New World on Mars

Category: Nonfiction
Reviewed by: Douglas G. Adler
Title: The New World on Mars: What We Can Create on the Red Planet
Author: Robert Zubrin          
Format: Hardcover/Kindle
Pages: 306
Publisher: Diversion
Date: Feb 2024
Retail price: $28.99/$17.99
ISBN: 978-1635768800
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The notion of humans traveling to, and subsequently colonizing, the planet Mars has consumed the imagination of a great many people, from the astronomer Percival Lowell to billionaire Elon Musk. Also included in this group is Robert Zubrin, who has been writing and speaking about Mars for over 30 years and is the founder of the Mars Society.

The New World on Mars is Zubrin’s latest book on all things related to what life on Mars might actually be like. Many readers are likely to be familiar with some of Zubrin’s prior works on the topic, especially his 1996 work, The Case for Mars. The new book shares some overlapping content with all of his prior books on Mars, which is not surprising.

The book is extremely broad in its content. Few topics related to life and work on Mars go unexplored. Zubrin, after giving a brief history of investigations into the red planet, moves on to the meat of the book. Different forms of transportation and propulsion that could move people from Earth to Mars are discussed, as are how people could “get rich” on Mars (primarily through mining, tourism, and real estate), what life in a domed or underground Martian city might be like, how human society might adapt to the rigors of Mars, and if/when Mars might ultimately be terraformed.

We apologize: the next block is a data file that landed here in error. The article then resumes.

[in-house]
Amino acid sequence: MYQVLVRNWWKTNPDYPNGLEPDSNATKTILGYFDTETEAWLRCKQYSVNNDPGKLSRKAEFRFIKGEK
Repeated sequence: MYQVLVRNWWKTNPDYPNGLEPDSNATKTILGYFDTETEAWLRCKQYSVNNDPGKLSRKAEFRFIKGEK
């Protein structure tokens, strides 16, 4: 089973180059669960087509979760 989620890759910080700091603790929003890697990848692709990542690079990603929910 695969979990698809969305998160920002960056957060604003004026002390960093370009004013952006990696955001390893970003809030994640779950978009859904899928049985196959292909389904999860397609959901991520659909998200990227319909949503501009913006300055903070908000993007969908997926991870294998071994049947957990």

On the one hand, Zubrin is to be complimented for producing yet another volume on Mars colonization. Clearly, the author has devoted his life to thinking about this particular topic and he brings a tremendous amount of passion and verve to all aspects of potential human life on Mars. Space enthusiasts in general, and Mars enthusiasts in particular, will certainly like these aspects of the book.

From another point of view, however, the extreme breadth of topics covered in The New World on Mars has the potential to overwhelm the reader. The book is written in a breathless tone that makes the reader feel as if they have to run just to keep up with Zubrin’s pace. There are also numerous and extensive digressions from the main topic as Zubrin looks for historical parallels to Mars colonization, many of which could have been shortened or deleted to streamline the text. Finally, the chapter on “Social Customs on Mars” will certainly raise some eyebrows as it takes the reader through a speculative deep dive on potential religions which might flourish on Mars, as well as hypothetical social and sexual mores on Mars, including marriage, divorce, childbearing, and even briefly touches on polygamy and polyandry.

Overall, this is an interesting work by a devoted author. Clearly, Zubrin cares about the future of humanity and believes that we must colonize Mars for a great many reasons. The book would have been improved by additional discussion of the real-world challenges facing potential human travel to Mars, including the extreme cost of such a venture, political realities facing the funding of space travel, the struggles of NASA’s Artemis program to return humans to the Moon (which many view as critical to plans to colonize Mars), and other realpolitik issues.

© 2024 Douglas G. Adler

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